In 1986-88 there was a fad for equipping mountain bikes with U-brakes mounted underneath the chain stays. This provided a nice clean look to the seat stay area of the bicycle, and provided a somewhat simpler cable routing. In addition, since the chain stays are larger and more rigid than typical seat stays, the "problem" of flexing of the studs under load was reduced. Conventional cantileves cannot be mounted on the chainstays, because the cantilevers would get in the way of the cranks.
Although U-brakes were cool looking and powerful, the fad died quite abruptly when people actually started using the bikes that were sold with chainstay-mounted U-brakes. They had several serious drawbacks:
Install the arms with them at their maximum spread and tighten the bolts that hold them to the frame. This is how you set the springs. Only connnect the transverse cable after this has been done.
There is usually a small setscrew on the side of one of the arms for fine adjustment of spring balance.
Set the transverse cable as short as possible for best braking. Check the brake shoe adjustment frequently--due to the location of the pivot studs on these brakes, as the brake shoes wear they hit higher and higher up on the rims. If you don't keep on top of the adjustment, they will eventually start rubbing on the tire sidewall. Many thousands of tires have been ruined by this.
This was made possible by the development of chains in which the ends of the rivets did not protrude far past the side plates. 7- and 8-speed freewheels are also "Ultra" spaced, but the term is mainly used to describe the narrow 6-speed units.
See also my article on Shimano Cassettes.
|Uniglide ®||Hyperglide ®|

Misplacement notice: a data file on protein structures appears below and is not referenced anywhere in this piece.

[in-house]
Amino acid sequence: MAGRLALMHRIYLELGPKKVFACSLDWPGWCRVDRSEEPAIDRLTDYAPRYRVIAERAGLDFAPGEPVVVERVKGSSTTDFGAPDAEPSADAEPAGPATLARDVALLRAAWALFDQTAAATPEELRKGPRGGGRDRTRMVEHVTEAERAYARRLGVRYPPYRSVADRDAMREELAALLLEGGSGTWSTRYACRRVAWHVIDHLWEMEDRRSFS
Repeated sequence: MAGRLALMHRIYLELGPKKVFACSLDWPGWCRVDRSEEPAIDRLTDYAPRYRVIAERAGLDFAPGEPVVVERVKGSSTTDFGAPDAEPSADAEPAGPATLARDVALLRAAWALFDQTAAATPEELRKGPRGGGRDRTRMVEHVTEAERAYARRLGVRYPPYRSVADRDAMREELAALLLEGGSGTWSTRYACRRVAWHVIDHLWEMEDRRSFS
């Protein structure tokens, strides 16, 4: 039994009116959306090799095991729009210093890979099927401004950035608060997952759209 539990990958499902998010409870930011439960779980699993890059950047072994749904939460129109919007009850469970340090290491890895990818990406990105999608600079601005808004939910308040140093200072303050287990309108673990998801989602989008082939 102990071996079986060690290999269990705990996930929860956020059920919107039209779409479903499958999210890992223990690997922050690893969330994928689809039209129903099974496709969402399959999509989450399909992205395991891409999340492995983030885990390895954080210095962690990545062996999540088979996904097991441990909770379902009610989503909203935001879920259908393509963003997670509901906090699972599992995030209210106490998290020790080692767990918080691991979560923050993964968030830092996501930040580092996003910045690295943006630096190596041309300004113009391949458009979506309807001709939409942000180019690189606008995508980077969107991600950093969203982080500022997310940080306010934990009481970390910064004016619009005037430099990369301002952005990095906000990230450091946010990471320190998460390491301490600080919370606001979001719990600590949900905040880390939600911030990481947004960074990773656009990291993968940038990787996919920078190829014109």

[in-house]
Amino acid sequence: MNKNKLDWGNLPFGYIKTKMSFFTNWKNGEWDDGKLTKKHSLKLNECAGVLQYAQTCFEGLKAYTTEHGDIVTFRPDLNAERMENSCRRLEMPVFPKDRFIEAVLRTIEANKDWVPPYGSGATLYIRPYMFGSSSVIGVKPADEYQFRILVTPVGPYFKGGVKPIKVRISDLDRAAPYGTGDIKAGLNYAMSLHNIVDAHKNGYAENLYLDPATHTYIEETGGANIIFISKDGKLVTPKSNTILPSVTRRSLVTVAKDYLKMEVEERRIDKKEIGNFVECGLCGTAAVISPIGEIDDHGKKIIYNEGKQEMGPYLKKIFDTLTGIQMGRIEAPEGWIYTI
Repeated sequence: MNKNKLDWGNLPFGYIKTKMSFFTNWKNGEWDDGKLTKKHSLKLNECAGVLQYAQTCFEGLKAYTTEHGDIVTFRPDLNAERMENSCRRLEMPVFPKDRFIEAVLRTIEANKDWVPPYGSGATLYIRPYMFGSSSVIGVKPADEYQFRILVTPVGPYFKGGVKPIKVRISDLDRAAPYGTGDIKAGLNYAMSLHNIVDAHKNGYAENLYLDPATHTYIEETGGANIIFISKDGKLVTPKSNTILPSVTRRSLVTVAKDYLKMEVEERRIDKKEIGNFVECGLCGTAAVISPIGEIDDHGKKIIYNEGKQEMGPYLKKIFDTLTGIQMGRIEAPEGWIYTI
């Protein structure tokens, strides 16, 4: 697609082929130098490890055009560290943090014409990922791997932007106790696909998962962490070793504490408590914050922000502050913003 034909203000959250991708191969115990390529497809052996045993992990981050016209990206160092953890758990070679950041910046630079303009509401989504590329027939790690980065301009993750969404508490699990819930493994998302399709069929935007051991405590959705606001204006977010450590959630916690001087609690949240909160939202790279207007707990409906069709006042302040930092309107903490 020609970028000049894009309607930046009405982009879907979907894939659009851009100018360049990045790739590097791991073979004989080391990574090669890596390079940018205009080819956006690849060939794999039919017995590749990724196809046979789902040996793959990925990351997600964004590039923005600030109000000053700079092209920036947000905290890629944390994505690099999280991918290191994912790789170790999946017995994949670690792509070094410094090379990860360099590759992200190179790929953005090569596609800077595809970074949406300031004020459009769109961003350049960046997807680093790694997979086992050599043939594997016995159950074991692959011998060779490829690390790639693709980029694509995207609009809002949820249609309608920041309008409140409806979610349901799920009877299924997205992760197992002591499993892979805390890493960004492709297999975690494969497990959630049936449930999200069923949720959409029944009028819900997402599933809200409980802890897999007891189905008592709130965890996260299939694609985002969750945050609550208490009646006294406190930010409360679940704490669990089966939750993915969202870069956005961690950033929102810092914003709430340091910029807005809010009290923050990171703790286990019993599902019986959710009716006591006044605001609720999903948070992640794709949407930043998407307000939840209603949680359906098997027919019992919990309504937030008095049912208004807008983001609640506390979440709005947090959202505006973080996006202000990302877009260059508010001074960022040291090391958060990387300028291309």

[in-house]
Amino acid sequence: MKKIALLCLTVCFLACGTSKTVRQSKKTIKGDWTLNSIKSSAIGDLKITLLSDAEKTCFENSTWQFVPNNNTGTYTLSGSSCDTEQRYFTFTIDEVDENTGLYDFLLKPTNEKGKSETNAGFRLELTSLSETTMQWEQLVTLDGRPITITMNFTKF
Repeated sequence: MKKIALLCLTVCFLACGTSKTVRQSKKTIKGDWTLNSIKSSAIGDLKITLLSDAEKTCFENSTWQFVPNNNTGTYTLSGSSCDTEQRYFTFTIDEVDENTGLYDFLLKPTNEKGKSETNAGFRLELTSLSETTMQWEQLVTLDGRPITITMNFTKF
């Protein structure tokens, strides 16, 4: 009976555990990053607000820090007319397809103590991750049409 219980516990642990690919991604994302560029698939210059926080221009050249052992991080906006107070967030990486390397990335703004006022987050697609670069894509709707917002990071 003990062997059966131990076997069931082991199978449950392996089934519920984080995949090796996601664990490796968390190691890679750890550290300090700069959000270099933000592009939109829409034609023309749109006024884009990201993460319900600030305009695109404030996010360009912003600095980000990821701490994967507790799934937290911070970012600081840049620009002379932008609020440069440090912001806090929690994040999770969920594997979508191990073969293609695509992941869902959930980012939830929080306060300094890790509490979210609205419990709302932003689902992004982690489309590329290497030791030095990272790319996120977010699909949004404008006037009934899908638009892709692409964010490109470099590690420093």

Upright handlebars are sometimes referred to as "mountain bike " handlebars, but that's sloppy usage, because upright handlebars are used on most bikes designed for street use.
The V2 BBs work with FC M752, FC M751, FC M572, FC M571, FC M510-8 and FC M440-8 cranks.
|Schrader valve||Presta valve||Woods valve|
In the case of Presta valves, which have non-removeable, built-in caps, external caps are unnecessary in use. The purpose of these redundant caps that come with Presta tubes and tubulars is so that the pointy end of the valve won't puncture your spare tube or tubular while it is rolled up. There's no reason to use them in actual riding
V-Brakes and other direct-pull cantilevers have more mechanical advantage than other brakes, so they require special hand levers with less-than-average mechanical advantage to keep the overall mechanical advantage in a useful range.
Some V-Brakes also incorporate a parallelogram linkage which mantains the shoe at the correct angle as it approaches the rim. This feature also allows the motion of the shoe to be more nearly horizontal than conventional cantilevers.
"V-Brake" is a Shimano trademark.
In the post WW2 era, most Japanese industries acquired similar governing bodies under the J.I.S.C. (Japanese Industrial Standards Committee). These agencies helped to turn around the international reputation of Japanese products from the former stereotype of cheap copies of western designs to their present high reputation for quality and reliability.
Also, British spelling of "vise ."
This is a tool of last resort for removing nuts or bolts whose heads are so badly damaged that the proper wrench will not fit them. They should not be used on un-damaged fasteners, because their serrated jaws will damage the part they are used on.
|Articles by Sheldon Brown and others|
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